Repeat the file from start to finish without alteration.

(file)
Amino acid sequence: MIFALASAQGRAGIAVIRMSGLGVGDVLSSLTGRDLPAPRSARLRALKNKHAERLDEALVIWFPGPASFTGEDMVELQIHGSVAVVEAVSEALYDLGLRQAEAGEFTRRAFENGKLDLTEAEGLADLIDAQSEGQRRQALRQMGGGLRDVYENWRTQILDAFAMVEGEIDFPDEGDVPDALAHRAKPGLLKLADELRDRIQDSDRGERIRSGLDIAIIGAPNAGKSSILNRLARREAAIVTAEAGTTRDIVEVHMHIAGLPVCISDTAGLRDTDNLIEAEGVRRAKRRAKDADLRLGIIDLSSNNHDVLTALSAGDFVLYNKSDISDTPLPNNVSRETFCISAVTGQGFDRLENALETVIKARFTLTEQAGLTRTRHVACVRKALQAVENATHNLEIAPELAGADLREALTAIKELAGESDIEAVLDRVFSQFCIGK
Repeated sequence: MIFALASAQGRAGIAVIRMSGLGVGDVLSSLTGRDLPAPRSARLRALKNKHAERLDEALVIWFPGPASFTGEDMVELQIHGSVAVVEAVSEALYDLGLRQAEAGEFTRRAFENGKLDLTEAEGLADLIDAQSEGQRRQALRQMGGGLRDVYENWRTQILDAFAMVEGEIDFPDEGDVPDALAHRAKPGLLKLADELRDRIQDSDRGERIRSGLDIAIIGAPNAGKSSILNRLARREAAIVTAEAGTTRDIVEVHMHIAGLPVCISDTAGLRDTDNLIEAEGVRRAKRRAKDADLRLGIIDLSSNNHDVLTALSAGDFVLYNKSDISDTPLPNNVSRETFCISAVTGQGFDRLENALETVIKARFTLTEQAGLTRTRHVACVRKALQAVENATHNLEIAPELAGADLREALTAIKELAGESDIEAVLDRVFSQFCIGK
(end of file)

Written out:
Amino acid sequence: MIFALASAQGRAGIAVIRMSGLGVGDVLSSLTGRDLPAPRSARLRALKNKHAERLDEALVIWFPGPASFTGEDMVELQIHGSVAVVEAVSEALYDLGLRQAEAGEFTRRAFENGKLDLTEAEGLADLIDAQSEGQRRQALRQMGGGLRDVYENWRTQILDAFAMVEGEIDFPDEGDVPDALAHRAKPGLLKLADELRDRIQDSDRGERIRSGLDIAIIGAPNAGKSSILNRLARREAAIVTAEAGTTRDIVEVHMHIAGLPVCISDTAGLRDTDNLIEAEGVRRAKRRAKDADLRLGIIDLSSNNHDVLTALSAGDFVLYNKSDISDTPLPNNVSRETFCISAVTGQGFDRLENALETVIKARFTLTEQAGLTRTRHVACVRKALQAVENATHNLEIAPELAGADLREALTAIKELAGESDIEAVLDRVFSQFCIGK
Repeated sequence: MIFALASAQGRAGIAVIRMSGLGVGDVLSSLTGRDLPAPRSARLRALKNKHAERLDEALVIWFPGPASFTGEDMVELQIHGSVAVVEAVSEALYDLGLRQAEAGEFTRRAFENGKLDLTEAEGLADLIDAQSEGQRRQALRQMGGGLRDVYENWRTQILDAFAMVEGEIDFPDEGDVPDALAHRAKPGLLKLADELRDRIQDSDRGERIRSGLDIAIIGAPNAGKSSILNRLARREAAIVTAEAGTTRDIVEVHMHIAGLPVCISDTAGLRDTDNLIEAEGVRRAKRRAKDADLRLGIIDLSSNNHDVLTALSAGDFVLYNKSDISDTPLPNNVSRETFCISAVTGQGFDRLENALETVIKARFTLTEQAGLTRTRHVACVRKALQAVENATHNLEIAPELAGADLREALTAIKELAGESDIEAVLDRVFSQFCIGK